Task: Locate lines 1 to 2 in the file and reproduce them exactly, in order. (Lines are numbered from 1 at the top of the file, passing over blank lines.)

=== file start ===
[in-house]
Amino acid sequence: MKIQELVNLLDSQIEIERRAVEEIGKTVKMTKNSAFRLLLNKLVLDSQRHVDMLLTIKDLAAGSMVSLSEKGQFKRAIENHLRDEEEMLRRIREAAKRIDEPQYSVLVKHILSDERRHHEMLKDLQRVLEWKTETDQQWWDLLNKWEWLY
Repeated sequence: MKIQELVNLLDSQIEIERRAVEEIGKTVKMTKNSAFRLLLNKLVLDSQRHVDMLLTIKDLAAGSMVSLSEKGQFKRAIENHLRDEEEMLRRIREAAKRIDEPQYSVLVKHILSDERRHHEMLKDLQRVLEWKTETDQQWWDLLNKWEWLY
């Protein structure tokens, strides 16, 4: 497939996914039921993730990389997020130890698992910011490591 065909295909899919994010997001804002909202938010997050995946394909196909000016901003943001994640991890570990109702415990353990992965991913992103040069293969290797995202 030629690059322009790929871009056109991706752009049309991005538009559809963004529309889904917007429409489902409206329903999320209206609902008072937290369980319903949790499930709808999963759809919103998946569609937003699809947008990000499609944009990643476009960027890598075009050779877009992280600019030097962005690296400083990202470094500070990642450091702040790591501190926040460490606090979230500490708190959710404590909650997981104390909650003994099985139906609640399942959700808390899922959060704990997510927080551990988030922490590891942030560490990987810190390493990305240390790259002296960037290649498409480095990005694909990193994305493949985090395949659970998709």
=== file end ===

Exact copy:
[in-house]
Amino acid sequence: MKIQELVNLLDSQIEIERRAVEEIGKTVKMTKNSAFRLLLNKLVLDSQRHVDMLLTIKDLAAGSMVSLSEKGQFKRAIENHLRDEEEMLRRIREAAKRIDEPQYSVLVKHILSDERRHHEMLKDLQRVLEWKTETDQQWWDLLNKWEWLY